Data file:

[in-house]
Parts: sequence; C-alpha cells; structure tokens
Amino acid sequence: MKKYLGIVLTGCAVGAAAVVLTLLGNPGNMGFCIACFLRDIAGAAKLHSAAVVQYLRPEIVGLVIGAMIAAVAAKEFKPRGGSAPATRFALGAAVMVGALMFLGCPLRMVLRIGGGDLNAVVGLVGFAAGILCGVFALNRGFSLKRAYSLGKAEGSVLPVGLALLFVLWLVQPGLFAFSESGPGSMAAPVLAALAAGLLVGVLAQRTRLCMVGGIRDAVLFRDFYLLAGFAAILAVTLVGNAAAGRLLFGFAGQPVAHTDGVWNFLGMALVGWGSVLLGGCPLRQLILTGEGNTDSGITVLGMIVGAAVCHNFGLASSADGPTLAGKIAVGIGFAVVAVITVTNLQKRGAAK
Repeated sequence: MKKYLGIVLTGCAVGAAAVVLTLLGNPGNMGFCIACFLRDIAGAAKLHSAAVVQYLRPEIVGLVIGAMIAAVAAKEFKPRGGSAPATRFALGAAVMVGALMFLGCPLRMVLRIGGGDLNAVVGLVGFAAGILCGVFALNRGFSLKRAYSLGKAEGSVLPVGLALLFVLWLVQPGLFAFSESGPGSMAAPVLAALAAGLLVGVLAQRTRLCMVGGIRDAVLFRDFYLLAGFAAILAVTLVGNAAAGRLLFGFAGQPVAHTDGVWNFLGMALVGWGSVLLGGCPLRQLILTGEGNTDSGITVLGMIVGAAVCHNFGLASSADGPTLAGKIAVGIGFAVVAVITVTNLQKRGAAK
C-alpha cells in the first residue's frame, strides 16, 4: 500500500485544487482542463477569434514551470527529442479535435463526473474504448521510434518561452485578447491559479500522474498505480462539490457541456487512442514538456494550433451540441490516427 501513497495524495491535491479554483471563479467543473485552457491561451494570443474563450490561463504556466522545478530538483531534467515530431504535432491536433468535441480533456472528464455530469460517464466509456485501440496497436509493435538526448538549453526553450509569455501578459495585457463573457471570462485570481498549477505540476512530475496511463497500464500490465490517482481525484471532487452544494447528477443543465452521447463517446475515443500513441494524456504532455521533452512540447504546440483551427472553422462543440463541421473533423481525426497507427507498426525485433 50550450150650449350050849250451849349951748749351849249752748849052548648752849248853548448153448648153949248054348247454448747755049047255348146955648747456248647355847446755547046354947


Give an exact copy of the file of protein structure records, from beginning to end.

[in-house]
Parts: sequence; C-alpha cells; structure tokens
Amino acid sequence: MKKYLGIVLTGCAVGAAAVVLTLLGNPGNMGFCIACFLRDIAGAAKLHSAAVVQYLRPEIVGLVIGAMIAAVAAKEFKPRGGSAPATRFALGAAVMVGALMFLGCPLRMVLRIGGGDLNAVVGLVGFAAGILCGVFALNRGFSLKRAYSLGKAEGSVLPVGLALLFVLWLVQPGLFAFSESGPGSMAAPVLAALAAGLLVGVLAQRTRLCMVGGIRDAVLFRDFYLLAGFAAILAVTLVGNAAAGRLLFGFAGQPVAHTDGVWNFLGMALVGWGSVLLGGCPLRQLILTGEGNTDSGITVLGMIVGAAVCHNFGLASSADGPTLAGKIAVGIGFAVVAVITVTNLQKRGAAK
Repeated sequence: MKKYLGIVLTGCAVGAAAVVLTLLGNPGNMGFCIACFLRDIAGAAKLHSAAVVQYLRPEIVGLVIGAMIAAVAAKEFKPRGGSAPATRFALGAAVMVGALMFLGCPLRMVLRIGGGDLNAVVGLVGFAAGILCGVFALNRGFSLKRAYSLGKAEGSVLPVGLALLFVLWLVQPGLFAFSESGPGSMAAPVLAALAAGLLVGVLAQRTRLCMVGGIRDAVLFRDFYLLAGFAAILAVTLVGNAAAGRLLFGFAGQPVAHTDGVWNFLGMALVGWGSVLLGGCPLRQLILTGEGNTDSGITVLGMIVGAAVCHNFGLASSADGPTLAGKIAVGIGFAVVAVITVTNLQKRGAAK
C-alpha cells in the first residue's frame, strides 16, 4: 500500500485544487482542463477569434514551470527529442479535435463526473474504448521510434518561452485578447491559479500522474498505480462539490457541456487512442514538456494550433451540441490516427 501513497495524495491535491479554483471563479467543473485552457491561451494570443474563450490561463504556466522545478530538483531534467515530431504535432491536433468535441480533456472528464455530469460517464466509456485501440496497436509493435538526448538549453526553450509569455501578459495585457463573457471570462485570481498549477505540476512530475496511463497500464500490465490517482481525484471532487452544494447528477443543465452521447463517446475515443500513441494524456504532455521533452512540447504546440483551427472553422462543440463541421473533423481525426497507427507498426525485433 50550450150650449350050849250451849349951748749351849249752748849052548648752849248853548448153448648153949248054348247454448747755049047255348146955648747456248647355847446755547046354947